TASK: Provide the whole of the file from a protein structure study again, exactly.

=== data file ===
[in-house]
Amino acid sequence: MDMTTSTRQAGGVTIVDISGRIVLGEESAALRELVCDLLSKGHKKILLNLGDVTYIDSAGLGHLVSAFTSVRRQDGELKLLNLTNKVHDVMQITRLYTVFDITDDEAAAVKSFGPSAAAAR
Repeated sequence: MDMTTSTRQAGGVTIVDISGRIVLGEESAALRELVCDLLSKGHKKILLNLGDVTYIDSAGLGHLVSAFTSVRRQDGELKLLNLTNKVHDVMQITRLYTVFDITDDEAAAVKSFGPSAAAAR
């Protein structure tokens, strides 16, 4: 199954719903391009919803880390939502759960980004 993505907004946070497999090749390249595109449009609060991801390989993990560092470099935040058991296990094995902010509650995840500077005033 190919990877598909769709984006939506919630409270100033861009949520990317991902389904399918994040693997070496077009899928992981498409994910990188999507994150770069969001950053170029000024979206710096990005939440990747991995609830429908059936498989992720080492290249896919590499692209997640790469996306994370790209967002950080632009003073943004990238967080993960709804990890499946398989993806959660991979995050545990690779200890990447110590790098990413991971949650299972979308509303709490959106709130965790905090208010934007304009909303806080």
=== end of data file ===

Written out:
[in-house]
Amino acid sequence: MDMTTSTRQAGGVTIVDISGRIVLGEESAALRELVCDLLSKGHKKILLNLGDVTYIDSAGLGHLVSAFTSVRRQDGELKLLNLTNKVHDVMQITRLYTVFDITDDEAAAVKSFGPSAAAAR
Repeated sequence: MDMTTSTRQAGGVTIVDISGRIVLGEESAALRELVCDLLSKGHKKILLNLGDVTYIDSAGLGHLVSAFTSVRRQDGELKLLNLTNKVHDVMQITRLYTVFDITDDEAAAVKSFGPSAAAAR
């Protein structure tokens, strides 16, 4: 199954719903391009919803880390939502759960980004 993505907004946070497999090749390249595109449009609060991801390989993990560092470099935040058991296990094995902010509650995840500077005033 190919990877598909769709984006939506919630409270100033861009949520990317991902389904399918994040693997070496077009899928992981498409994910990188999507994150770069969001950053170029000024979206710096990005939440990747991995609830429908059936498989992720080492290249896919590499692209997640790469996306994370790209967002950080632009003073943004990238967080993960709804990890499946398989993806959660991979995050545990690779200890990447110590790098990413991971949650299972979308509303709490959106709130965790905090208010934007304009909303806080």